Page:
2. >I read most of your series. You are more wordy than I am, amazing…Anyway forgive me for this rambling reply; I am not as lucid as you nor as scholarly. For more specificity, you will have to ask the right questions, my reponses are limited… but not by words ;)WARNING: THE FOLLOWING IS NOT BRIEF!, ,…a submitted/committed position doesn’t necessarily exclude infants… My commitment doesn’t include or exclude anyone. However, if you are asking what constitutes submission/commission, then by definition they exclude those who cannot make such a covenant. If the question is, who is a legitimate member, i.e. who can engage mutual accountability, or who is eligible for the table, then I would have to make appeal to the consideration of the Supper itself in Corithians. Two things that must occur and be the possession of the person coming to it is the abillity to examine oneself and to rightly discern the body of Christ. Neither of which are the propriety of infants or many youth, or even some adults for that matter.As to the matter of membership in general, my ecclesiology, is based in this understanding of the Supper, and other passgages that deal with submission to authorities, as well as the working in common union for the mutual benefit of believers. I don’t know if you want me to list Scripture, I don’t think it necessary, here. Discipleship requires both parties’ involvement and assent to the purposes and means to accomplish it.The church was established according to Paul in Ephesians for the equipping of the saints, to bring them to maturity. The hierarchical structure would be incomplete without those who are the target of leaders’ callings. Both negative and positive discipline are required. If, for the sake of example, in marriage the commitment to it includes an external authority, say the parents, wherein is the separation unto the authority within the marriage. Likewise, when a person commits to local membership, it is the severing of one authority for the other. In that sense, membership cannot be accomplished by those whose first commitment is to an external authority, say the parents, nor by those who cannot make or break covenants. The church is established as the first, and sole authority in matters of doctrine and training in righteousness. Families, parents, take a subordinat and supporting role.I do not necessarily hold that baptism is a sign of incorporation in the body (local authority). It is rather the incorporation into Christ (church universal), but not in the actual, rather, it symbolizes it. Membership, locally, is a different matter, and requires assent, and the consent of the governed and commitment by both parties. The question of visible/invisible isn’t then quite the best way to look at the local church. Invisible can only refer to the universal church, throughout time, in all places. But, membership, is only visible. Universal/invisible is ungovernable. Visible, is, and the requirements of covenantal membership is such that both parties submit to the requirements of the convenant, local (as distinguished from the “covenant eternal, that is the convenant of grace). This is where the church visible mixes two separate concepts, often. Fellowship within the local communion requires a local covenant, and not one that is universal. The only test to that is as I mentioned, discerment, correction, and understanding on the part of both parties as to the requirements of that covenant. Visible, as conceived by most would be any member of any communion with or without membership covenants.By sign, I suppose you mean baptism. Well, let’s examine the term. Signs cannot be invisible. The sign of the invisible church is an invisible signatory, the cicumcision of the flesh by the Spirit. The OC circumcision was visible and remained a testimony, not of inclusion, but exclusion from the promise (see below). The baptism is invisble. What remains as the visible sign is the visible church, and not baptism, but only in its proper relationship to common union and that in reality only in as much as the particular individual remains in it. And by that I do not mean the Lord’s Supper, but the continuance of the purposes and all means of the church as fulfilled by both parties.I have opened up alot of questions in trying to answer, let me first conclude with what I believe to be the wrong view of circumcism and why it does not translate to baptism.First, circumcision was given as a sign, but in the negative. It’s NT referrent is John 1:13. It is the reason that it was required of both the promised Seed, and the reprobate; the children of Sarah, and the children of Hagar. It tells us that the convenant does not come by bloods, by the will of progenitors, or the will of man. In other words, the relationship to the progenitors is cut off. Indeed the promise to the Seed came before it. And by Seed, Scripture does not mean Isaac. It speaks of the means by which the covenant cannot be transmitted: neither by national affiliation, by fathers, nor by the will of individuals. Contrary to that, baptism is a sign of the promised Seed, only, and speaks of that which cannot be done by the hands, cannot be passed from one generation to the next. The only thing that is passed from one generation to the next, by the way, is sin. The NC sign is done according to the promise by the Spirit. Both are is hidden after the act, whether circumcision or baptism, but the former is always a reminder, a physical presence, that it cannot include one in the covenant. The second cannot be discovered except by testimony. Circumcism infact shows that by it, one is not included. Baptism on the other hand is a sign, to the believer, one who has faith and is of Christ, He being circumcised in death for the removal of sin. It is not a promise of what will be, but of what has already taken place within as that which was accomplished on Calvary. Note, that I did not say that circumcision does not contain the type of the NC signatory, baptism, but the suspension of it. And its replacement with another clearly makes the former annulled, while at the same time showing that the former ordinance which could not perfect, has been perfected in another, namely Christ. I add to this, that baptism is a sign to the believer, but is also a declaration to unbelievers of the Gospel that says no man can take this to themselves, nor is it conferred by others, or by affiliation but by the will and action of God alone.The visible church is not that which can be seen, really. The mere physical presence of membership means nothing salvifically. Perseverance in faith in relationship to the church, does. In that, the sincere faith clings to those who are members of its own body. The visible church cannot see that which is spirit. It can however, regulate and discipline that which is seen. Baptism therefore, does not make one a member in spiritual convenant, but only in formality, a member in the flesh. Membership does not incorporate into the invisible, but the visible, and that for demonstration, so that those who continue are accounted as approved. Those who go out are then by their own accord declaring they were never of the body. So by visible, I mean something different than that which is commonly understood. Visiblility cannot be baptism, no one sees it except when it is done. On the other hand, the functioning body of Christ and its particular members do proclaim Christ’s presence. What is visible is as much like baptism as circumcism. It is hidden, for those who can be seen, are not by that members. So too, baptism which can be seen, does not endure. What differentiates the visible from the invisible is perseverence, and that cannot be tested in futurity, but only in the present. In this the distinction of visible and invisible break down, because what is seen will not be the same tomorrow. Visibility is proven by end, and not means. Paul’s remarks concerning what he had heard and wanted to see does not provide the evidence of the visible. He had only one test. That was that they continue.The term visible is fraught with problems. Invisible necessarily includes all who were, are, or will be the church universal. But, visible membership does not. Baptism then, as a physical ordinance, is no better than circumcision if by it one is incorporated, for both can be denied. It then can only be that the circumcision of the heart remains. That however does not speak to covenanted submission/commission but only to inference of a possibility. Membership among an accountable group with leaders (Elders) is what I was alluding to in my statement. That is individual and based in a recognition of the commandments to persist in fellowship within a rightly constituted body of believers.A final final statement 😉 I think that by making baptism a sign in the same way as circumcision was used actually lessens the meaning of baptism, if indeed it is a continuance of the OT sign, and not suspendended in its significance. If my argument above is true, baptism as circumcism, is not a sign of inclusion, but of exclusion and only pointing to something greater. I think it is contrary to the emphasis in the NT that baptism is not a promise of future redemption, but of currency. Over against the Supper, which signifies both currency and eschatology, baptism becomes invisible. By making it a visibly continuing sign, such as was the case with circumcism, would seem to lessen the perfection that is portrayed by it. The Supper on the other hand and the other means of grace demonstrate a future reality and at once the ongoing work of sanctifying the bride.I hope this answers my “basis” for why infants/non-confessors would not make qualified candidates for submission/commission. As I said my reference was to my relationship and I was not thinking of others when I made that statement. I understand that there can be both even in unbelieving members, but not in the sense that is required of believers.The signs, as I said, are not, in my opinion, necessarily understood, correctly. Of course we cannot identify the work of the Spirit, as I noted above. We can, however, regulate what we can see and instruct on the necessity of the reality as is reflected in the qualifications for the table examined in Corinthians. Like all other things instituted in the Church, short of living Apostles, and barring words of knowledge, about the state of things hidden in the spirit, we cannot discern who is part of the invisible church (by which I take it you mean those living on earth now). We can however determine, and are charged to do so, who is qualified. We have been given administrative and legal jurisdiction to regulate the functions of the church and its membership. The guidelines for Elders, Deacon, etc., and many other instructions Paul left so that we “might know how to conduct” ourselves. Among those things is recognizing, though not without fault knowing, who can commit and submit. That does not rule out the requisite duties of parents and others to train up children as unto the Lord. The question that you asked applies equally to that. How is one to know, who is, who isn’t? We don’t discriminate in that, but we do discriminate among our children according to age acuity and determine based upon the best of our ability what level of maturity they have and permit, or not, their participation in any of various activities to varying degrees. That they remain our children is without dispute, as to their membership in the family that is acquired by participation.If the question is submitted, that children are by birth members of the NC, then I would have to say not. And base that upon what John 1:12-13 says. In the passive/active response to the Gospel it is not based upon affilliation, it never was. The covenant given to Abraham is a double edged sword, and cuts both ways. God forbid, that baptism which saves, could fail. I think therefore, baptism is more critical than to be lightly administered as if it were an annullable covenant. And that we should as a church try to ensure as much as possible that we are not diminishing it. By associating baptism with circumcision we necessarily make it forfeitable, and while we cannot insure that one will not forfeit their baptism, we can instruct so that the understanding in candidate is not left to happenstance. We can by that be free of responsibilty for their sin and discharge the duties of conscience.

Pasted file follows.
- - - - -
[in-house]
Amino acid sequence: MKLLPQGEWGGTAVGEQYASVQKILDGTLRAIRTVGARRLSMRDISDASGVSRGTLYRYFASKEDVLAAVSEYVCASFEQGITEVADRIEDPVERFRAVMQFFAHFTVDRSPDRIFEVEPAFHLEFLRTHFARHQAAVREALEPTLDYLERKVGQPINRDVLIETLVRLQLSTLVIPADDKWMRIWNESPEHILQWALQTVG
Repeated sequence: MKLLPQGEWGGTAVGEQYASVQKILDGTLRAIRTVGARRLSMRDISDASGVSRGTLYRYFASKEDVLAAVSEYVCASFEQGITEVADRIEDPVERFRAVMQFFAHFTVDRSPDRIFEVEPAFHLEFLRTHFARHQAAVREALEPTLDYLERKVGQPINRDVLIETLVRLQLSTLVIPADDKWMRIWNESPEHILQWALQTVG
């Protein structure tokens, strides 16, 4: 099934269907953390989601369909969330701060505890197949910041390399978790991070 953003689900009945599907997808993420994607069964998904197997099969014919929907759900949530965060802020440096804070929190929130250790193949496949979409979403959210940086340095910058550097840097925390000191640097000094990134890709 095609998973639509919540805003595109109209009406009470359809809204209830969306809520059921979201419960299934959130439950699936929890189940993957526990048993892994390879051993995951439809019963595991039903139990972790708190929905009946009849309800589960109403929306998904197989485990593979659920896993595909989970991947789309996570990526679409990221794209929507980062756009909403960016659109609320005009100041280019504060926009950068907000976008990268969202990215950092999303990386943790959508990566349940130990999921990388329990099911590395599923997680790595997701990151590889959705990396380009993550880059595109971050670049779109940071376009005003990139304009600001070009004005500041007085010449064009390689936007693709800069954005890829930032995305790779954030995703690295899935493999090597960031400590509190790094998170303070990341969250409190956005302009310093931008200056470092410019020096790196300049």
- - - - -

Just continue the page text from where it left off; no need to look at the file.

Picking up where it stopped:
Posted by Strong Tower | October 1, 2008, 12:58 am